09 Sep Bantry Marine Research Station | Bioplastic from seaweed
Name of the Technology / Innovation: Bioplastic from seaweed
Sector: Marine biotechnology -Novel biomass from a marine source
Technology Readiness Levels (TRLs): TRL 7 – system prototype demonstration in operational environment
The technology offers a complete integrated solution to plastic SME stakeholders from the production of the feedstock in sustainable Integrated Multi Trophic Aquaculture systems, to the development of the biopolymers using innovative technologies of reduced environmental impact until the validation test of the seaweed-based polymers in greener plastic products.
Global society needs plastics. From packaging food, healthcare products to manufacturing cars, the plastic industry has an important role in guaranteeing quality of life. Europe currently produces 57 million tonnes of plastics (21.5% of global production), with the majority (39%) being used in the packaging sector. The production of plastics puts a strain on our already depleting fossil fuel resources.
It also impacts on the environment in terms of recyclability and biodegradability. There is a need for increased production of biomass-based, biodegradable plastics in order to achieve the EU2020 target of 10% of market plastics being bioplastics. PolyLactic Acid (PLA) will be one of the leading contributors to bioplastic growth. PLA is the most produced biodegradable-biopolymer in Europe. It is a sustainable alternative to petroplastics and can be compostable and biodegradable. Currently, the production of PLA and other bio-polymers is based on the use of important food sources for humans and animals (e.g. corn, wheat, sugar beets and sugar cane) and other natural resources. With the production of bioplastics expected to rise, the use of these resources will also increase and compete with food and energy production. This in turn will have effects on biomass prices and environmental degradation. Seaweed based PLA is a greener alternative to petrochemically-produced plastics.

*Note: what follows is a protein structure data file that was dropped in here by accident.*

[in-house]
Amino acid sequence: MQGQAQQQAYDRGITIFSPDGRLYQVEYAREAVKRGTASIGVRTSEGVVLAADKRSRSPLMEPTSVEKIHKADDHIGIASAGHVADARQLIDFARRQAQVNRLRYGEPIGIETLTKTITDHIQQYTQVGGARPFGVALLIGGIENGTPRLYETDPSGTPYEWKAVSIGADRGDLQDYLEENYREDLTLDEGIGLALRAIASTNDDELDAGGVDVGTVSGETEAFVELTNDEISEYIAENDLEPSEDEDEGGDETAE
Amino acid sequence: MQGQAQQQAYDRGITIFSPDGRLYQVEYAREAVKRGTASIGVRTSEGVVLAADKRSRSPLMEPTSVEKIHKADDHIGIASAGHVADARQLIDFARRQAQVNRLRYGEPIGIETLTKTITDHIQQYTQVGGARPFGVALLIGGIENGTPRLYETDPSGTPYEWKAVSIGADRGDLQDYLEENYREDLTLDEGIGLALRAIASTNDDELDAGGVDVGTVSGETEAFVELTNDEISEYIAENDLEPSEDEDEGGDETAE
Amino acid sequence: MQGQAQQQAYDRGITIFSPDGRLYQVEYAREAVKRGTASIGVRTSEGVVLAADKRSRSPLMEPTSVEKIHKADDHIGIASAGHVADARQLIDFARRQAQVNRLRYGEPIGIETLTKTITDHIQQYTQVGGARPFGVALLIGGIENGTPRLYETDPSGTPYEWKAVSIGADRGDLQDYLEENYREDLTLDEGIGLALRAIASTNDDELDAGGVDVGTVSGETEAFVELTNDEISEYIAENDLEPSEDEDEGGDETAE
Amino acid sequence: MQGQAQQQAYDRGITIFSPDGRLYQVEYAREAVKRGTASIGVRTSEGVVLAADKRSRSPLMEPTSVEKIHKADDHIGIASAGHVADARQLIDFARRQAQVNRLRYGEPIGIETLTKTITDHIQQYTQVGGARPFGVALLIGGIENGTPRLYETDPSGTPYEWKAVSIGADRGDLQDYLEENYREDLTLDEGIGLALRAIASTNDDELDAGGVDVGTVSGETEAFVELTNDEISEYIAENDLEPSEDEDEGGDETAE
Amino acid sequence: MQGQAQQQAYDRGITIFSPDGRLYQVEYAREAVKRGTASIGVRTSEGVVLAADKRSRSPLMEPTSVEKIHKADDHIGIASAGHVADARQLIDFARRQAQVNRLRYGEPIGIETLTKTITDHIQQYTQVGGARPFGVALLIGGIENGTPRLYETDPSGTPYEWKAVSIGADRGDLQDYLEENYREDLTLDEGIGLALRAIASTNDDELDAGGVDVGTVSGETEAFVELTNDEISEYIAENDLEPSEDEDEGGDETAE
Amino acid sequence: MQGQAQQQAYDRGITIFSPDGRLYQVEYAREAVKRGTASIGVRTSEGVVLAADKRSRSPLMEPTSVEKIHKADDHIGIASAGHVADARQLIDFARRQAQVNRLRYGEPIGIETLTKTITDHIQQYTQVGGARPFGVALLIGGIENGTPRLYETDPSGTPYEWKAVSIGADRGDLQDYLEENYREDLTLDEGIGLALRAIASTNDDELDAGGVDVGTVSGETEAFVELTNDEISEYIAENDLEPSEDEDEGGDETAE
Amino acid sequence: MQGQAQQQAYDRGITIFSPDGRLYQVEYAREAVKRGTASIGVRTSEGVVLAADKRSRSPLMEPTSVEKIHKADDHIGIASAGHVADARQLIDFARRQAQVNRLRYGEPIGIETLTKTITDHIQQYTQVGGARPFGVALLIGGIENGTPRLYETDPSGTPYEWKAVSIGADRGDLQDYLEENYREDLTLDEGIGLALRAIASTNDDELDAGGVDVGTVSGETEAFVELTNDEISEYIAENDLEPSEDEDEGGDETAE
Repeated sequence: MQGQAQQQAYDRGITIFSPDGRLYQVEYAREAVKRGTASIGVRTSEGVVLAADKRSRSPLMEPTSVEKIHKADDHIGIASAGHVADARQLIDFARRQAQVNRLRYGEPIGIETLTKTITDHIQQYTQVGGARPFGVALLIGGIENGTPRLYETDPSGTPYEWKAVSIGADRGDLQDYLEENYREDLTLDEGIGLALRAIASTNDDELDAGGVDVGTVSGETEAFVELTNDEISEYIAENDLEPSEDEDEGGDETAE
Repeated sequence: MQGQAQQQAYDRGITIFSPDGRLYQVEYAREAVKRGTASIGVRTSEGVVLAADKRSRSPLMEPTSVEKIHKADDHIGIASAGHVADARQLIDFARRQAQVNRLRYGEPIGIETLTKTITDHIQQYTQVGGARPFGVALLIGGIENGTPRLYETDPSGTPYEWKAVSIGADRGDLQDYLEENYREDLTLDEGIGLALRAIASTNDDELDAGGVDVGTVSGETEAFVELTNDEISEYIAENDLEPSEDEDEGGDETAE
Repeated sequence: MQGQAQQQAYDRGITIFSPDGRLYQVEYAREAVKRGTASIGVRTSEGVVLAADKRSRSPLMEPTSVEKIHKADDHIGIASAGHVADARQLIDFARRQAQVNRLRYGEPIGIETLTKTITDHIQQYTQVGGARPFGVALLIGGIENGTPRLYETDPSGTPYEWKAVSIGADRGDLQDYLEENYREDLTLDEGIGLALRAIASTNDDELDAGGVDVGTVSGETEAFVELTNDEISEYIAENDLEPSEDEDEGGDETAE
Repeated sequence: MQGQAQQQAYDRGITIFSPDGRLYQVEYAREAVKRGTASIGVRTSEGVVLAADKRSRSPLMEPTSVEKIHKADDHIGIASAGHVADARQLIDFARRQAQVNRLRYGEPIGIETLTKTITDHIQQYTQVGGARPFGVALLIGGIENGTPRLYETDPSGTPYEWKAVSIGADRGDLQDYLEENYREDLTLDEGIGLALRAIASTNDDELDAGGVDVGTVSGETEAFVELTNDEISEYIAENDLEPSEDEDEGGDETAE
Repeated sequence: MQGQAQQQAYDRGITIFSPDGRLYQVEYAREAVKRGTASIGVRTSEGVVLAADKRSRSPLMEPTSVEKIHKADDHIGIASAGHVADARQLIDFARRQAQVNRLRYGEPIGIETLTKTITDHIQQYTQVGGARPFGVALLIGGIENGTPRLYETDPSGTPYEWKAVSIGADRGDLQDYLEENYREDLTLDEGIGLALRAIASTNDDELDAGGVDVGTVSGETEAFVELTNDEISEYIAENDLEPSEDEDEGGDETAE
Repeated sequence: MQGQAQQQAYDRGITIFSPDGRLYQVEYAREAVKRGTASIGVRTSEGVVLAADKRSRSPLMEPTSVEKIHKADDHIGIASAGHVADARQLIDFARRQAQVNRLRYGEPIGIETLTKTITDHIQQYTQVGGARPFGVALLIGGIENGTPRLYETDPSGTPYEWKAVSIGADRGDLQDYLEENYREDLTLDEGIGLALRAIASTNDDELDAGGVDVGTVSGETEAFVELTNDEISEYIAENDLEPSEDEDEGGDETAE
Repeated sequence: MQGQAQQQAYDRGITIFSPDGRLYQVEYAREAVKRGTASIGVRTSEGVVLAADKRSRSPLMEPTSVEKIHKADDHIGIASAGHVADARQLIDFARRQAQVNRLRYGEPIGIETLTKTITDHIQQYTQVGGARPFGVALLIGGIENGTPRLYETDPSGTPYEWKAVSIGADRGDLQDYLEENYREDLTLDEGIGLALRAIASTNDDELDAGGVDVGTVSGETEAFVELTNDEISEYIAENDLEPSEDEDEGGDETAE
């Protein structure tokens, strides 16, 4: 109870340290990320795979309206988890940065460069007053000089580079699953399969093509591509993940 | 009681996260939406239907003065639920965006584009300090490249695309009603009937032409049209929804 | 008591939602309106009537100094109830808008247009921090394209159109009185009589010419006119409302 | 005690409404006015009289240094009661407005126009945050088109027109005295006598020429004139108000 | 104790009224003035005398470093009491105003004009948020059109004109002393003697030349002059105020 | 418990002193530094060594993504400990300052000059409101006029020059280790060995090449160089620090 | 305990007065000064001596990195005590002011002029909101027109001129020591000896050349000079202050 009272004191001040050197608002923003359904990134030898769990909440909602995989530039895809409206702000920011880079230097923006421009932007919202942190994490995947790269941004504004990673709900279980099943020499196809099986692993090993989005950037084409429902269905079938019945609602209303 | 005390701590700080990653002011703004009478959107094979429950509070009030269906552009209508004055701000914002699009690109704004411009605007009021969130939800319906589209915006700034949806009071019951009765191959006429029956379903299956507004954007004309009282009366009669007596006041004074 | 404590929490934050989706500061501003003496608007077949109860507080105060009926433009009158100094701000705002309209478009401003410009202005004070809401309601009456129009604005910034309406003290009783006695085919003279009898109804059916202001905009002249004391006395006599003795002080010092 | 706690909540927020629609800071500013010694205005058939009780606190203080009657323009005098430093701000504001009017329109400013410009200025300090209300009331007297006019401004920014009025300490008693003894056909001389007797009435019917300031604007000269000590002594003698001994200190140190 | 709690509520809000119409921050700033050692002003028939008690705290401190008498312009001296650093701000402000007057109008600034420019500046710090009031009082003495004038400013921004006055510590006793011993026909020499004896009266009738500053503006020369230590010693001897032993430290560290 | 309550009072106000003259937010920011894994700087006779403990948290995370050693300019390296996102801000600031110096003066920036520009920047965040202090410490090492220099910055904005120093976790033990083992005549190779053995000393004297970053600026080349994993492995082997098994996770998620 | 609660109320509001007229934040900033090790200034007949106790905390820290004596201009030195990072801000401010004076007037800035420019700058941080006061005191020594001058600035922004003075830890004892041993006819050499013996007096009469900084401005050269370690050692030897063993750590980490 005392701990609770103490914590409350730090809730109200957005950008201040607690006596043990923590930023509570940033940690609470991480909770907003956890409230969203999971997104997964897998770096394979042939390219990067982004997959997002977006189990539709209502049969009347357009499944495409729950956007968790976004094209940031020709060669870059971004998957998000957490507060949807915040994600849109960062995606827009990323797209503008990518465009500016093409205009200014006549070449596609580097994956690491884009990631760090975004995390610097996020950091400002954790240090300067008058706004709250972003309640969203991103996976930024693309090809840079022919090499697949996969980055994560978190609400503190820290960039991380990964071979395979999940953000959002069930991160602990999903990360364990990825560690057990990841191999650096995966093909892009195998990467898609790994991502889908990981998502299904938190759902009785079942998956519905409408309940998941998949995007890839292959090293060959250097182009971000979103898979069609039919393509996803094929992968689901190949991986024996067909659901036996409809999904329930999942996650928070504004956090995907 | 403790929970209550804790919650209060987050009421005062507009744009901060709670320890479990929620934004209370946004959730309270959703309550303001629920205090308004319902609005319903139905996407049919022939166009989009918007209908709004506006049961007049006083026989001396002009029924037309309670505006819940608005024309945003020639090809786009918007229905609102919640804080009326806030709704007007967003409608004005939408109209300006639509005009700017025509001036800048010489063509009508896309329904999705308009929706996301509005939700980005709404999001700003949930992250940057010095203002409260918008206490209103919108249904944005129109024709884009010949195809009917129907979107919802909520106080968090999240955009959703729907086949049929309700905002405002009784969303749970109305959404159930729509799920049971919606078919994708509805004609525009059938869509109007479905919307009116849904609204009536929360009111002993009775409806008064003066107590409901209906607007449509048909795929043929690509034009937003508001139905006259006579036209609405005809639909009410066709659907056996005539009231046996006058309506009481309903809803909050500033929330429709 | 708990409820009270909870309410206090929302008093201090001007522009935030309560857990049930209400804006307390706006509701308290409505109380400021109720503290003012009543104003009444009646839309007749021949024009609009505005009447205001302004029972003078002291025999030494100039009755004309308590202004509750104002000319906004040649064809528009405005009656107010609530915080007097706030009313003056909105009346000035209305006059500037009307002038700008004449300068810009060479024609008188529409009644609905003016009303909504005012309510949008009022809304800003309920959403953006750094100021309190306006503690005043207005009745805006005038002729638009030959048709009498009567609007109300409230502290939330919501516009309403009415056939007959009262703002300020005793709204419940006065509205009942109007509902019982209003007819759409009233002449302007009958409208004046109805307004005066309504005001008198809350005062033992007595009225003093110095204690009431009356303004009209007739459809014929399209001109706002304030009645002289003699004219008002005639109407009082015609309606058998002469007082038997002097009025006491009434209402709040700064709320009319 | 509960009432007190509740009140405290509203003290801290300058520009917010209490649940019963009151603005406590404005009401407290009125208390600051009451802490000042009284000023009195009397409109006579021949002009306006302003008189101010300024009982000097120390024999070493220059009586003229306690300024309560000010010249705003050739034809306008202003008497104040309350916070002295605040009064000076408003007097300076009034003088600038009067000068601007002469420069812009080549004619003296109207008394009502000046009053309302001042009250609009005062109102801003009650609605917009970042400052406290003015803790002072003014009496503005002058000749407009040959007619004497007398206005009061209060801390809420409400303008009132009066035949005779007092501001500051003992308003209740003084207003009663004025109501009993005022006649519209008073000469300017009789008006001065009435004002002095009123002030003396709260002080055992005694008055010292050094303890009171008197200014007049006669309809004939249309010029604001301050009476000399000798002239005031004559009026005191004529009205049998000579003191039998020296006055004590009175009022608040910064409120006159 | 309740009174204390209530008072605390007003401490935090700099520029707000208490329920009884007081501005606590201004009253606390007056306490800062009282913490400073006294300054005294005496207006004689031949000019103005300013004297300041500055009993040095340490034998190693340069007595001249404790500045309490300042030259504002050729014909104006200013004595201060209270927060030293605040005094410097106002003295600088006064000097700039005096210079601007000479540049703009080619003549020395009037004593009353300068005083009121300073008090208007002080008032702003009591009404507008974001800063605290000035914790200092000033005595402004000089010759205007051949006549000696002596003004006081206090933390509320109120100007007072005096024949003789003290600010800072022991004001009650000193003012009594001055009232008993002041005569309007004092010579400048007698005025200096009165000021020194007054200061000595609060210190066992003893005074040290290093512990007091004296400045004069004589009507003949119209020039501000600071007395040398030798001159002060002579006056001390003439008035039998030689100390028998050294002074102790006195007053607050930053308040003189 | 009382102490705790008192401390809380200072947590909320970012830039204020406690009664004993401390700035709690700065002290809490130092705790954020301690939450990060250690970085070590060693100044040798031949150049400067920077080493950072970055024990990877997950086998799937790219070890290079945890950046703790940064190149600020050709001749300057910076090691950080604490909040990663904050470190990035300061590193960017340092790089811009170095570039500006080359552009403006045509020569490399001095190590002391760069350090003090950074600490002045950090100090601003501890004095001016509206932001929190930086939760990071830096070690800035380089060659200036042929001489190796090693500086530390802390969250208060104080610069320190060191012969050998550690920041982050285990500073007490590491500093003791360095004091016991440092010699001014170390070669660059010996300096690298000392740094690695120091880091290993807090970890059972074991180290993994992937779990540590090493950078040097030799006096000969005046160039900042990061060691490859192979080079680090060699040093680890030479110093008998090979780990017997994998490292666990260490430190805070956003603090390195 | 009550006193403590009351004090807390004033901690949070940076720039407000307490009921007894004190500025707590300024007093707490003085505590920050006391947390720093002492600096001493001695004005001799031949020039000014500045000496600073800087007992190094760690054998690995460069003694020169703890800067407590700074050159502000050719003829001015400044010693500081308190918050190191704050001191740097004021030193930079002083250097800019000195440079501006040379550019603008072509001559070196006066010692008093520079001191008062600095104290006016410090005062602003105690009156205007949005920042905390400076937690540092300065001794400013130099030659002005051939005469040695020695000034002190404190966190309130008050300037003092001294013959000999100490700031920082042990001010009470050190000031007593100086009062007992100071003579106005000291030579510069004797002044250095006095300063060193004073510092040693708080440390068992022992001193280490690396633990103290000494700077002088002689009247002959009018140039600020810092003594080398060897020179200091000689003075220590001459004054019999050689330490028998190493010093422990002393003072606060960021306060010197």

Tuning seaweed to produce the necessary polysaccharides. Technical development for PLA and polysaccharide based plastics. Validation of raw material into bio-plastic products (sleeves and indoor paint).
As well as the benefits of seaweed in IMTA, it also has several advantages over using the raw materials currently used in biomass-based plastics, including:
- Contributes to reduction of CO2 emissions
- No competition with other industries for land use (food and bio-fuel production, power and heat generation, etc.)
- Higher productivities
- Reduction of nutrient input in marine coastal areas (released from fed aquaculture or agriculture runoff)
- No risks of reduction of biodiversity (if cultivated)
- No risk of potential deforestation
- No freshwater consumption
- No fertilisers or pesticides used (and no nutrient added when cultivated IMTA systems).
Major market drivers for biodegradable polymers include legislation, depleting landfill capacity, pressure from retailers, growing consumer interest in sustainable plastic solutions, a quest for fossil oil and gas independence and the reduction of greenhouse gas emissions.